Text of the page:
How a woman can make a statement on the Brownlow carpet | Women's Agenda

How a woman can make a statement on the Brownlow carpet

You can wear gowns of sequins, gowns with four metre trains, gowns that have all sorts of bizarre cuts and shapes. 

Or you can wear a suit, just like your football-playing partner. 

That’s what Annie Nolan did last night, and it got plenty of attention. One media outlet described it as “the suit that stopped the Brownlow Medal count” and it was a serious hit on social media. 

Nolan wasn’t breaking any rules, she said. After all, the invite did say “strictly black tie or evening gowns’ — and Nolan had the black tie. But she was, she hoped, taking a free pass away from the fashion police. “Women have been unfairly judged for their red carpet appearance in the past, and the boys seem to get away without criticism each year,” she wrote on social media, along with posting a photo of herself. “Fashion is a visual expression of how you feel. And I feel the red carpet has been unfairly biased and cruel to women in the past.” 

It was a great statement — although I’m sure it won’t prevent her from appearing in the ‘best’ or ‘worst’ dressed columns. It came as Nolan, along with her friend Haylea Cooney, called for a #BullyFreeBrownlow in an attempt to halt the judgement of women on the Red Carpet, who should instead be celebrated for supporting their partners and everything else they have to offer. 

Nolan describes herself as a social commentator, equality supporter, animal lover, and household CEO. She’s married to Bulldogs player Liam Picket and they have three kids together. She writes a parenting blog called Uncanny Annie, has often stated she’s not afraid to be herself, and has appeared in television interviews wrangling her children, including twins. She’s got a big personality and is proudly outspoken, and knows that given she’s so intimately involved in the game, has much more to offer than simply appearing on her husband’s arm at end-of-season events.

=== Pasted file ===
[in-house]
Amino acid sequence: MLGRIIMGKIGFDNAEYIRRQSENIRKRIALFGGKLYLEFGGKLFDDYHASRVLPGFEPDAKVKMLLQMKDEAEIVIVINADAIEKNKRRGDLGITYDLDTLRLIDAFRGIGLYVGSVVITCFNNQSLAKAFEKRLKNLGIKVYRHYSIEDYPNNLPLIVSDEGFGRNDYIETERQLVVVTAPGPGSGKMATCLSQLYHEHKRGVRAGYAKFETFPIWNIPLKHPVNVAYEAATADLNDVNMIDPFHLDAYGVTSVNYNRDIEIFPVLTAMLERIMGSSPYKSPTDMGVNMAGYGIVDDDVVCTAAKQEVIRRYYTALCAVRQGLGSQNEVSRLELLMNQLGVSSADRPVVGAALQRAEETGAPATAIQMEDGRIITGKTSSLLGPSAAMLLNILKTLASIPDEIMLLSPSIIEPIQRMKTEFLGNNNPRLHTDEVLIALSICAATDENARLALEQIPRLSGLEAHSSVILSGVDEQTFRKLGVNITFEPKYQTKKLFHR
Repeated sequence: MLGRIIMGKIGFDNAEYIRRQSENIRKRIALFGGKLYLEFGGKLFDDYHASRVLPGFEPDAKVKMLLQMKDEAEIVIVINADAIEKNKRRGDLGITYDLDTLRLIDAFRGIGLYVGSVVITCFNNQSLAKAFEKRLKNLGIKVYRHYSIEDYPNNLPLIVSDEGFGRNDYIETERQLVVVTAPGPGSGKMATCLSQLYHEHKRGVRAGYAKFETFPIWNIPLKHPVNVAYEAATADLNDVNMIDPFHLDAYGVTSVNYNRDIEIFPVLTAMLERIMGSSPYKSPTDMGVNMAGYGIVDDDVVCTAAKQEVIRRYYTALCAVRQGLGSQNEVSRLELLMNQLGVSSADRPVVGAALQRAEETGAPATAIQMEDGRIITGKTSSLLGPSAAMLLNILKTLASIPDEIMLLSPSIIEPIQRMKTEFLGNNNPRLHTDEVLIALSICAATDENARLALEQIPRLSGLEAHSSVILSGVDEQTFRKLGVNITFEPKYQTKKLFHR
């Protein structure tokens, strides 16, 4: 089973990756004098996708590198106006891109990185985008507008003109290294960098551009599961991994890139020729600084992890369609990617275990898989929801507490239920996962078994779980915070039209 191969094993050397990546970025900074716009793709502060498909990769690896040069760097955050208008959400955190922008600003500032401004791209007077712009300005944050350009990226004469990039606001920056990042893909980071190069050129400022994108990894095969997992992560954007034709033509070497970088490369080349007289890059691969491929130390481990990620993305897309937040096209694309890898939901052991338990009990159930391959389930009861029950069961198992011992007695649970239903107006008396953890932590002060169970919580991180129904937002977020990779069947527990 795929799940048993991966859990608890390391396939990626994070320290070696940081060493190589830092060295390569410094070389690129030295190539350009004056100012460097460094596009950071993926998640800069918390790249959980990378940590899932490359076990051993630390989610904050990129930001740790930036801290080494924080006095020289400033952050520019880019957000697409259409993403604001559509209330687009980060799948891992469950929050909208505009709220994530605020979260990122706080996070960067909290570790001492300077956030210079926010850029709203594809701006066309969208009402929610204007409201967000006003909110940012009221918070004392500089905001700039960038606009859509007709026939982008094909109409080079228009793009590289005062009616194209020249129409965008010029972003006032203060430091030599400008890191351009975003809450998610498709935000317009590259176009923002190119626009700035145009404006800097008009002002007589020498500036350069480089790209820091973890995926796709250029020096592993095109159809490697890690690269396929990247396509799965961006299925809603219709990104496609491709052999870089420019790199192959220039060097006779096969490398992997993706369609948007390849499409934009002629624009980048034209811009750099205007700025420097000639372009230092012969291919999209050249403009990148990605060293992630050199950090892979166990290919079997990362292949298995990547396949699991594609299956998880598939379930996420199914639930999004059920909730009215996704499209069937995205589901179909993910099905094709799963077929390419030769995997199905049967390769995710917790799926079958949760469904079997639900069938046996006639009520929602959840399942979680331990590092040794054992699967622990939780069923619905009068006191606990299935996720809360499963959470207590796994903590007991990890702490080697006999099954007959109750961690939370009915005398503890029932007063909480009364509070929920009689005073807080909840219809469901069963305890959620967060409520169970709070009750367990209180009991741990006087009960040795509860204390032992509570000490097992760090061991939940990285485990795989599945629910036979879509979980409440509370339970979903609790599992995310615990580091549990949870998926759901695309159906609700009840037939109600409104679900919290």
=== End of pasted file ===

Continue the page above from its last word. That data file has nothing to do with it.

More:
Last month she told the Morning Show that she finds the term WAG frustrating, and said women have more to offer the game than fashion advice. “I worry about the objectification of women in the AFL, especially as the AFL is going up in terms of women in it,” she said. “We have so much to offer. We live with these people. We know a lot about footy, but we get asked about fashion and really surface questions.”

Last week, she explained to the Herald Sun why she was promoting a #BullyfreeBrownlow, following her experiences at previous events. “Some of us are more concerned with hiring a babysitter than finding the perfect dress,” she said. “This constant focus on our appearance perpetuates the notion that women are purely decorative or should be valued for their physical appearance, rather than our accomplishments or contributions to the world.” 

Still, she added she completely respects the fact women “embrace the evening” as an opportunity to dress up, and supports the fact many women do love fashion and love to follow who’s wearing what at the Brownlow. “It doesn’t need to be either or. I believe we can stand up to the sexism, not take anything away from our partners and enjoy the fashion and dress how we want to without worrying about what people will say.”  

It’s a refreshing statement. Still, it didn’t seem to inspire the media last night to #AskHerMore. 

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